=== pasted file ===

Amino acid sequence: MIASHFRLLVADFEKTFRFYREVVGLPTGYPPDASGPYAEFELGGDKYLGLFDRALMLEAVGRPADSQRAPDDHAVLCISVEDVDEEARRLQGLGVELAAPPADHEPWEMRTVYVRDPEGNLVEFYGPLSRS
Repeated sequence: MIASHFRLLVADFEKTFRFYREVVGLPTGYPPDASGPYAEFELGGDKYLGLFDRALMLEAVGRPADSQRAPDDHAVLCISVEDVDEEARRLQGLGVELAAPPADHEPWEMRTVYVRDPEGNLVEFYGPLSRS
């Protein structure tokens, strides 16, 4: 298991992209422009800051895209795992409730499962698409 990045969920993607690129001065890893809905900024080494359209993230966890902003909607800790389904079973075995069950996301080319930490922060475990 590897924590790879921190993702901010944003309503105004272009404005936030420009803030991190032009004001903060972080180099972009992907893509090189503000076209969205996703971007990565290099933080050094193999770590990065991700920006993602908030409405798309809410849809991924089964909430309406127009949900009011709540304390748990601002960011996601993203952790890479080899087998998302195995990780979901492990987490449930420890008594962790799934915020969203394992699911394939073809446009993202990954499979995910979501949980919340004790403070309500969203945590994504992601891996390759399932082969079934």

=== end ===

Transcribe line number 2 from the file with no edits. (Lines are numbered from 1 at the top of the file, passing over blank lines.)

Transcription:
Repeated sequence: MIASHFRLLVADFEKTFRFYREVVGLPTGYPPDASGPYAEFELGGDKYLGLFDRALMLEAVGRPADSQRAPDDHAVLCISVEDVDEEARRLQGLGVELAAPPADHEPWEMRTVYVRDPEGNLVEFYGPLSRS